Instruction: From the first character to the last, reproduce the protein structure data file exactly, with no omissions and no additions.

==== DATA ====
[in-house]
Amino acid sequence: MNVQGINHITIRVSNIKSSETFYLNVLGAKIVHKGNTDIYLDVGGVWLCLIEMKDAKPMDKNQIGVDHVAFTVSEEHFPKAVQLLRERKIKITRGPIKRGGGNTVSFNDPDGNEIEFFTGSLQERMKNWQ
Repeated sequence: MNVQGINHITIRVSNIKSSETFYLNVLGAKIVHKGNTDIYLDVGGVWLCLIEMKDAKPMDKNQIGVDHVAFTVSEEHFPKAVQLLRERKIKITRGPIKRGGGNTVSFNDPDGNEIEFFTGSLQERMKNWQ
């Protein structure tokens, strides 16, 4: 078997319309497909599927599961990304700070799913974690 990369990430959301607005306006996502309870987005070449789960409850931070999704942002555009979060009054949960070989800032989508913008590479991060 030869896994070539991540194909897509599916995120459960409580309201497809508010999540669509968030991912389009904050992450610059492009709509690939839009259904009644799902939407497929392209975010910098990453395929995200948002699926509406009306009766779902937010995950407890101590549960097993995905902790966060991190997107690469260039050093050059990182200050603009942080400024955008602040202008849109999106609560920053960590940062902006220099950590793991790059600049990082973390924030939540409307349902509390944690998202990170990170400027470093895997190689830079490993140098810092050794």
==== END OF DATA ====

[in-house]
Amino acid sequence: MNVQGINHITIRVSNIKSSETFYLNVLGAKIVHKGNTDIYLDVGGVWLCLIEMKDAKPMDKNQIGVDHVAFTVSEEHFPKAVQLLRERKIKITRGPIKRGGGNTVSFNDPDGNEIEFFTGSLQERMKNWQ
Repeated sequence: MNVQGINHITIRVSNIKSSETFYLNVLGAKIVHKGNTDIYLDVGGVWLCLIEMKDAKPMDKNQIGVDHVAFTVSEEHFPKAVQLLRERKIKITRGPIKRGGGNTVSFNDPDGNEIEFFTGSLQERMKNWQ
């Protein structure tokens, strides 16, 4: 078997319309497909599927599961990304700070799913974690 990369990430959301607005306006996502309870987005070449789960409850931070999704942002555009979060009054949960070989800032989508913008590479991060 030869896994070539991540194909897509599916995120459960409580309201497809508010999540669509968030991912389009904050992450610059492009709509690939839009259904009644799902939407497929392209975010910098990453395929995200948002699926509406009306009766779902937010995950407890101590549960097993995905902790966060991190997107690469260039050093050059990182200050603009942080400024955008602040202008849109999106609560920053960590940062902006220099950590793991790059600049990082973390924030939540409307349902509390944690998202990170990170400027470093895997190689830079490993140098810092050794």